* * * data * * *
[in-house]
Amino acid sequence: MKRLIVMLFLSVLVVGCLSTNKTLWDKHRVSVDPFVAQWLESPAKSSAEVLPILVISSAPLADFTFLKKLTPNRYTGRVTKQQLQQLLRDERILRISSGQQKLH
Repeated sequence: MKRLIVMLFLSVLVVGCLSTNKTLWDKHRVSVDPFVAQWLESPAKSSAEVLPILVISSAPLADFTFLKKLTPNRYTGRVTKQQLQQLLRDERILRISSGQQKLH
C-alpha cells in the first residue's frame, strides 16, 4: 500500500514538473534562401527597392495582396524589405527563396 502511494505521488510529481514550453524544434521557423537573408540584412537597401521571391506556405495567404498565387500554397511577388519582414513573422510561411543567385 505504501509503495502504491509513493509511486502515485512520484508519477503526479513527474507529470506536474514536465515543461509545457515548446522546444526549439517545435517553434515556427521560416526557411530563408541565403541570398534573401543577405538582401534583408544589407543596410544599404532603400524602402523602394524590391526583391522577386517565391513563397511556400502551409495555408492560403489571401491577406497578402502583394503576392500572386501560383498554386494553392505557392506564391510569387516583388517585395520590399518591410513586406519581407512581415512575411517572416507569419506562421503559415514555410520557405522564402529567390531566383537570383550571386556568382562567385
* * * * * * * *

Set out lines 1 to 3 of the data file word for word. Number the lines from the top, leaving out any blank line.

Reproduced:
[in-house]
Amino acid sequence: MKRLIVMLFLSVLVVGCLSTNKTLWDKHRVSVDPFVAQWLESPAKSSAEVLPILVISSAPLADFTFLKKLTPNRYTGRVTKQQLQQLLRDERILRISSGQQKLH
Repeated sequence: MKRLIVMLFLSVLVVGCLSTNKTLWDKHRVSVDPFVAQWLESPAKSSAEVLPILVISSAPLADFTFLKKLTPNRYTGRVTKQQLQQLLRDERILRISSGQQKLH